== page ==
Mat-Su Crisis Response Team Receives Bert Hall Award for Commitment to Community Health

Bert Hall, sitting center, with representatives from the Mat-Su Crisis Response Team and Mat-Su Health Foundation.

Wasilla, Alaska — Mat-Su Health Foundation (MSHF) announced yesterday that it awarded the Mat-Su Crisis Response Team with the 2024 Bert Hall Award for their work in improving the health of the community.

The Mat-Su Crisis Response Team developed a program in which behavioral health service providers accompany traditional emergency 911 responders serving people experiencing behavioral health crises. As a result, many emergencies now get a response from these trained service providers who have the expertise to properly intervene, de-escalate situations, and refer people in crisis to services and resources.

“This co-response model has yielded positive results for both the first responders and service providers,” said Elizabeth Ripley, President of MSHF. “But more importantly, this change in how our system supports community members has delivered better outcomes for individuals who are experiencing perhaps the worst day of their lives—all by getting them connected to services other than jail or the emergency department.”

This co-response model has been successfully incorporated into the 911 dispatch system at Matcom and Palmer Dispatch. In the last year, this project has made a difference for over 200 individuals experiencing a behavioral health emergency in the Mat-Su Borough.

The Crisis Response Team has also developed a post-crisis system of several different connector agencies to which first responders can refer clients after successful intervention and de-escalation. These connector agencies help navigate and coordinate care for behavioral health clients as they get moved on to appropriate care within the community, reducing the chance they will have to rely upon 911 in the future to maintain their mental health.

There has been tremendous growth in the Mat-Su crisis response system in recent years, including the adoption of the national 988 helpline, the 911 mobile crisis co-response, seven different crisis intervention trainings attended by over 150 first responders, and increased training in mental health first aid.

The members of the Mat-Su Crisis Response team are:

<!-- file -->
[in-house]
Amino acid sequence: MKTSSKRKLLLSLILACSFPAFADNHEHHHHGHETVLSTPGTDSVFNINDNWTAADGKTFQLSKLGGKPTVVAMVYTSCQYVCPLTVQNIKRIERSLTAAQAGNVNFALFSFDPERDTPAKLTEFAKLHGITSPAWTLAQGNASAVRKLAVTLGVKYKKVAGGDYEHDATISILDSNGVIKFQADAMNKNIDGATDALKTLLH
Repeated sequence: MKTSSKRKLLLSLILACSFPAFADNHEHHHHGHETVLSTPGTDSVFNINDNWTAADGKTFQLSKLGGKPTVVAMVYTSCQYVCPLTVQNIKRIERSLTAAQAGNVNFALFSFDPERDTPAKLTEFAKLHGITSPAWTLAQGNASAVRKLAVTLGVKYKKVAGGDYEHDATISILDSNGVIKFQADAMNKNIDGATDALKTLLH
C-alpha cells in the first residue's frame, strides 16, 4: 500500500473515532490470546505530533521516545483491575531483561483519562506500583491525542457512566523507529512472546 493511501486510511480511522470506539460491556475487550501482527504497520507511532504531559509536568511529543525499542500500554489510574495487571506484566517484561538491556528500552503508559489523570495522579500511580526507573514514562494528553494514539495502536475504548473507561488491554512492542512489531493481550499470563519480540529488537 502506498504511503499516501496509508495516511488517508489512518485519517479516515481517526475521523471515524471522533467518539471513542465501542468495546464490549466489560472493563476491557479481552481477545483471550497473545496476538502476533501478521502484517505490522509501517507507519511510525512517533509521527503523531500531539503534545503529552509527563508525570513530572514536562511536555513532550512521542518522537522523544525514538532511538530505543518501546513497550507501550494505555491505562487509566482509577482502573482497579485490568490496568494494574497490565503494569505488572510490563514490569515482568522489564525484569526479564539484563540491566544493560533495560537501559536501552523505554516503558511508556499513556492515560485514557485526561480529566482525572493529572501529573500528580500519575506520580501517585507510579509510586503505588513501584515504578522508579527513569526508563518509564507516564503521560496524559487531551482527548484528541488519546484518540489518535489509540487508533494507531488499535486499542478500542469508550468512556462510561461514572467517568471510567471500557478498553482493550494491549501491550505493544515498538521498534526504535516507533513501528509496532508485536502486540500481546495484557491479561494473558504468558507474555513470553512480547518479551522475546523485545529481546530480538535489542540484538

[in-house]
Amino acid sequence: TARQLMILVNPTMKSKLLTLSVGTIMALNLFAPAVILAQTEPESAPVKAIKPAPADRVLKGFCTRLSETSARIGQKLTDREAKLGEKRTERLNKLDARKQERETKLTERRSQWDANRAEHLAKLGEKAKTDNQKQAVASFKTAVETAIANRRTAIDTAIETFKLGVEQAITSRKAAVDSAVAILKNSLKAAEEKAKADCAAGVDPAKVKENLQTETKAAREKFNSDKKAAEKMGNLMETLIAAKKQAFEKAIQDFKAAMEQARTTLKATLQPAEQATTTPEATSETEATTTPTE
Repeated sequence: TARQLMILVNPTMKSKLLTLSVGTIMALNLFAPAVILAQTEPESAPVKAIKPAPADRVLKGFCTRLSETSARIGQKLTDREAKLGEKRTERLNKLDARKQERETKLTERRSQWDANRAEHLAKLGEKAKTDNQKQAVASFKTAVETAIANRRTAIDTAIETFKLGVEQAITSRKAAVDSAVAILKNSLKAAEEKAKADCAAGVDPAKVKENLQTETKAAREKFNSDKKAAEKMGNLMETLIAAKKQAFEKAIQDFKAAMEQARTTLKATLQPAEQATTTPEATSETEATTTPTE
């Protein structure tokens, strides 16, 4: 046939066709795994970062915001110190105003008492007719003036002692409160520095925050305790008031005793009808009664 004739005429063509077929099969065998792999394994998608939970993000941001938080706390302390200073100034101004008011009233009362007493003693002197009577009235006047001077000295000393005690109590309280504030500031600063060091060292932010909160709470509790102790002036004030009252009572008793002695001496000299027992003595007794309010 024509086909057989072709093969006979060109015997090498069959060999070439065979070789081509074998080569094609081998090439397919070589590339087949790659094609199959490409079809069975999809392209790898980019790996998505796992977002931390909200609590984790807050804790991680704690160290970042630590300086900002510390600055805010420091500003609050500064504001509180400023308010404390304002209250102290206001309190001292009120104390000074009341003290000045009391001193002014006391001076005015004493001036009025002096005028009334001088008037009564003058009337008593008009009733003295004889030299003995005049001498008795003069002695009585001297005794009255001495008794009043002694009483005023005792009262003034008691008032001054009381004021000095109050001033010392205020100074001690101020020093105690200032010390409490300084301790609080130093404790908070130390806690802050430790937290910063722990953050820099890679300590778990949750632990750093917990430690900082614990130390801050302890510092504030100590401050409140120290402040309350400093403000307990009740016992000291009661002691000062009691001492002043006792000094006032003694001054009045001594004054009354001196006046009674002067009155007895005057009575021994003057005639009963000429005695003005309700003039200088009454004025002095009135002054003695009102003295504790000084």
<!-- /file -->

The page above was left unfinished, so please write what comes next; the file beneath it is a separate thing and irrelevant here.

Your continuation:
• Alaska Mental Health Trust Authority
  • Alaska State Troopers
  • Alaska Youth and Family Network
  • Actionable Data Consulting
  • Daybreak, Inc.
  • Emergency Medical Services, Mat-Su Borough
  • LINKS Resource Center
  • Matcom 911
  • Palmer Dispatch
  • Palmer Police Department
  • True North Recovery, Inc.
  • Wasilla Police Department

The work of the Mat-Su Crisis Response Team is supported by the Alaska Mental Health Trust Authority, MSHF, and numerous community and governmental agencies.

The Bert Hall Award, or “Bertie”, is an annual recognition presented to an individual or organization that consistently exemplifies commitment to working at the systems level to improve the health and wellness of Mat-Su residents. It was created in 2013 in honor of Mat-Su resident Bert Hall. Previous Bert Hall Award recipients include Mark Lackey (2023), John Weaver (2022), the Mat-Su Borough School District Health Advisory Team (2021), Kimberly Schlosser (2020), Lt. Tom Dunn (2019), Rachel Greenberg (2018), Bill Hogan (2017), Herman Thompson (2016), Margaret Volz (2015), Craig Thorn (2014) and Bert Hall himself (2013).

 About Mat-Su Health Foundation

The mission of the Mat-Su Health Foundation (MSHF) is to improve the health and wellness of Alaskans living in the Mat-Su. Through grantmaking, convening of local partners, and policy change, the foundation’s work has resulted in significant improvements in systems that support the health of Mat-Su residents in areas such as behavioral health, child welfare, crisis response, community connections, workforce development, transportation, housing, and senior services. More information is available at